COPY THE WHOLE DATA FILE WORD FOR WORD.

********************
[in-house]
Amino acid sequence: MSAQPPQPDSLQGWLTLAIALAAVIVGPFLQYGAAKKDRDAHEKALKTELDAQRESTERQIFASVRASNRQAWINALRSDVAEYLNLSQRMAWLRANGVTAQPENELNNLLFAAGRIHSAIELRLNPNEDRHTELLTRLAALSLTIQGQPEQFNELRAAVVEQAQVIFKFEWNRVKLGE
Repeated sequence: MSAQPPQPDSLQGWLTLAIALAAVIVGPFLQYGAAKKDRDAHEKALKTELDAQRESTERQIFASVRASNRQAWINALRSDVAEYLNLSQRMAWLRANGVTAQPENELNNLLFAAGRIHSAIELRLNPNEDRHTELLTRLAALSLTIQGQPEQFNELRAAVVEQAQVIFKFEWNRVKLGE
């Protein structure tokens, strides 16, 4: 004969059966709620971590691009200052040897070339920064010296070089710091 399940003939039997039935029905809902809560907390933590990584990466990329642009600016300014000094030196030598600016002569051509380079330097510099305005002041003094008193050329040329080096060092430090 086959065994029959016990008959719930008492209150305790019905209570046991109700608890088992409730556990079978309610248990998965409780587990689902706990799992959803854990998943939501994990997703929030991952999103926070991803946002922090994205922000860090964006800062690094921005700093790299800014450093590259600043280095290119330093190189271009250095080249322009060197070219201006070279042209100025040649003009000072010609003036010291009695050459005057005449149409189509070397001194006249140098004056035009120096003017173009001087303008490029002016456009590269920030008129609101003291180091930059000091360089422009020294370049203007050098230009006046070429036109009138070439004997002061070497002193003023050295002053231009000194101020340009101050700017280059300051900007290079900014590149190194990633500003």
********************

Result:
[in-house]
Amino acid sequence: MSAQPPQPDSLQGWLTLAIALAAVIVGPFLQYGAAKKDRDAHEKALKTELDAQRESTERQIFASVRASNRQAWINALRSDVAEYLNLSQRMAWLRANGVTAQPENELNNLLFAAGRIHSAIELRLNPNEDRHTELLTRLAALSLTIQGQPEQFNELRAAVVEQAQVIFKFEWNRVKLGE
Repeated sequence: MSAQPPQPDSLQGWLTLAIALAAVIVGPFLQYGAAKKDRDAHEKALKTELDAQRESTERQIFASVRASNRQAWINALRSDVAEYLNLSQRMAWLRANGVTAQPENELNNLLFAAGRIHSAIELRLNPNEDRHTELLTRLAALSLTIQGQPEQFNELRAAVVEQAQVIFKFEWNRVKLGE
């Protein structure tokens, strides 16, 4: 004969059966709620971590691009200052040897070339920064010296070089710091 399940003939039997039935029905809902809560907390933590990584990466990329642009600016300014000094030196030598600016002569051509380079330097510099305005002041003094008193050329040329080096060092430090 086959065994029959016990008959719930008492209150305790019905209570046991109700608890088992409730556990079978309610248990998965409780587990689902706990799992959803854990998943939501994990997703929030991952999103926070991803946002922090994205922000860090964006800062690094921005700093790299800014450093590259600043280095290119330093190189271009250095080249322009060197070219201006070279042209100025040649003009000072010609003036010291009695050459005057005449149409189509070397001194006249140098004056035009120096003017173009001087303008490029002016456009590269920030008129609101003291180091930059000091360089422009020294370049203007050098230009006046070429036109009138070439004997002061070497002193003023050295002053231009000194101020340009101050700017280059300051900007290079900014590149190194990633500003």